1956 Ampol Trial

Murray and his brother Ray Murray were put out of contention when one of the "Grey Ghost"'s stub axle and its king pin broke, but he was able to get back on the road with a loss of only 70 points thanks to fellow-competitor Robert Whan, who allowed Murray to cannibalize his own car, which had crashed into a tree.[19] He lost 69 further points when he took a wrong turn after Mt Isa, and ended up at the Mary Kathleen uranium fields.[20]

1957 Ampol Trial

Murray and Neville Vale were forced to pull out shortly after leaving Birdsville when their Fiat 1100 ("Little Ghost") broke an axle.[21] Not to be confused with another competitor John Mornder Murray of Ashgrove, Queensland, who with his daughter Kerry was also in a Fiat.[22]

1957 Mobilgas Trial

In this event Murray drove a Chrysler Royal[23]

1958 Ampol Trial

Murray, again in a Fiat, lost points when he got lost on the dirt road between Ballarat and Renmark.

Armstrong 500

Murray drove a Morris Major Elite in the 1963 Armstrong 500 and a Ford Cortina Mk.I GT500 in the 1965 Armstrong 500

Gallaher 500

Murray drove a Prince Skyline 1500 in the 1966 Gallaher 500 and the 1967 Gallaher 500 production car races.

1968 London to Sydney Marathon

He took part in this event with Evan Green and George Shepheard as the BMC works team in an Austin 1800.[15] arriving in 21st place. Another J. Murray (Jack "Milko" Murray) and Bert Madden came 54th in an HK Holden Monaro, sponsored by Maitland Motors.[24]

1970 World Cup Rally

He participated in this event, which ran from London to Mexico City,[1] but did not finish.

1977 London to Sydney Marathon

He took part in this event in a Peugeot 504TI with Bruce Mudd and Geoff Perry, but did not finish.

1979 Repco trial

Murray and his son in a Holden Commodore, with numberplates JM456 from the old "Grey Ghost", finished 23rd, after the event he was hospitalised with blood circulation problems, and had his right leg amputated below the knee.[15]

Family[edit]

Jack Murray married Ena May Byrne on 3 July 1942 at the (Anglican) Church of St Jude, Randwick;[1] they had a home at Derby Street, Vaucluse, later moved to Hawkesbury, New South Wales. They had two sons; the elder, John, was born around 1944.[25]

Raymond Godfrey Murray (21 July 1905 – c. 28 August 1976), of Myuna Road, Dover Heights, New South Wales was a brother.

Jack Murray was admitted to St Vincent's Hospital in October 1983 with a cardiovascular disease and died ten weeks later.[15]

Other interests[edit]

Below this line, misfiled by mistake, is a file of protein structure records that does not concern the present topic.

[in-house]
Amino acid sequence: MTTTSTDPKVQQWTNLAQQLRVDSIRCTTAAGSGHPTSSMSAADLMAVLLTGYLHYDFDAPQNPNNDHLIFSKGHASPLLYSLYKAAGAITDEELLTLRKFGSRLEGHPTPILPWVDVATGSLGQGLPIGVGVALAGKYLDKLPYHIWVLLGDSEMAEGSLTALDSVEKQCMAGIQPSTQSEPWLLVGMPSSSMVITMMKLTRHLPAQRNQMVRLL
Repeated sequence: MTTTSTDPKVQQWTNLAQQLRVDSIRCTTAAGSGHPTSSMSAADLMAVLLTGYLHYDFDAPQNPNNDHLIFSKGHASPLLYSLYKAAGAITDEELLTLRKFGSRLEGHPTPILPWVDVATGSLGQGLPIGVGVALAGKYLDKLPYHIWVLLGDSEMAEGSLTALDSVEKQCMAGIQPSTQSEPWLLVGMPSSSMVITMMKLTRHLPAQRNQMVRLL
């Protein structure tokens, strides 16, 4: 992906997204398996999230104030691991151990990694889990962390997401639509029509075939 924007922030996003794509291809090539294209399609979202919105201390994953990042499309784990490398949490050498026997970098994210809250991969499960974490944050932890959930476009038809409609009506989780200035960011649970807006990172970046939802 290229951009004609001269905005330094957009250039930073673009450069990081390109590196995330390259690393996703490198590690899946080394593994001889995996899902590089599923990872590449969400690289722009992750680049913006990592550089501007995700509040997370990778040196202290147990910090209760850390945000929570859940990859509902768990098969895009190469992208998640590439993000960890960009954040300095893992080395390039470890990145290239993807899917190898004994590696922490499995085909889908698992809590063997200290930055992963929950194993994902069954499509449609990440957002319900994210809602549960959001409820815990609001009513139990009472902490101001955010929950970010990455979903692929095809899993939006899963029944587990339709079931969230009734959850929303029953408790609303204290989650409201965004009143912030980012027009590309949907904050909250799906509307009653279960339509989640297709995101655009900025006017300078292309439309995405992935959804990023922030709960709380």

As a younger man, Murray was a champion amateur wrestler[26] (amateur heavyweight champion of Australia?)[27] and lifesaver on Bondi Beach.[2]

Murray was an expert water-skier, once frequently seen practising on the Hawkesbury River.

Recognition[edit]

He was the subject of a book Journeys with Gelignite Jack, Angus & Robertson (1967), by his life-long friend, eminent motor racer and motoring journalist Evan Green about an outback journey they undertook for the Ampol company.[28] A new edition, Hit the Road, Jack, was published in 1991 by Pan Macmillan

In April 1984 a monument bearing his name was erected at Shoal Bay, New South Wales, where he holidayed regularly.[11]

He was brought in as a major character in Dust and Glory, a 1990 novel by Evan Green, the action of the novel takes place in the fictitious 1956 Redex Trial (the last Redex Reliability Trial was in 1955) and several real-life characters appear apart from Murray, notably the radio star Jack Davey, who in the book wants to be taken seriously as a rally driver not for his celebrity value.[29]

He was in 2016 an inaugural entry to the Australian Motor Sport Hall of Fame.

The private real estate development "Murray's Rise" near Branxton, Belford and Pokolbin was named for him.[23]

References[edit]

  1. ^ a b c d e Andrew Moore, 'Murray, John Eric (Jack) (1907–1983)', Australian Dictionary of Biography, National Centre of Biography, Australian National University, http://adb.anu.edu.au/biography/murray-john-eric-jack-15098/text26297, published first in hardcopy 2012, accessed online 5 June 2017.
  2. ^ a b c d e "Car Drivers Flying For Grand Prix". The Sun (Sydney) (11,447). New South Wales, Australia. 1 October 1946. p. 13. Retrieved 9 June 2017 – via National Library of Australia. 
  3. ^ "Motor Grand Prix". National Advocate. New South Wales, Australia. 8 October 1946. p. 1. Retrieved 10 June 2017 – via National Library of Australia.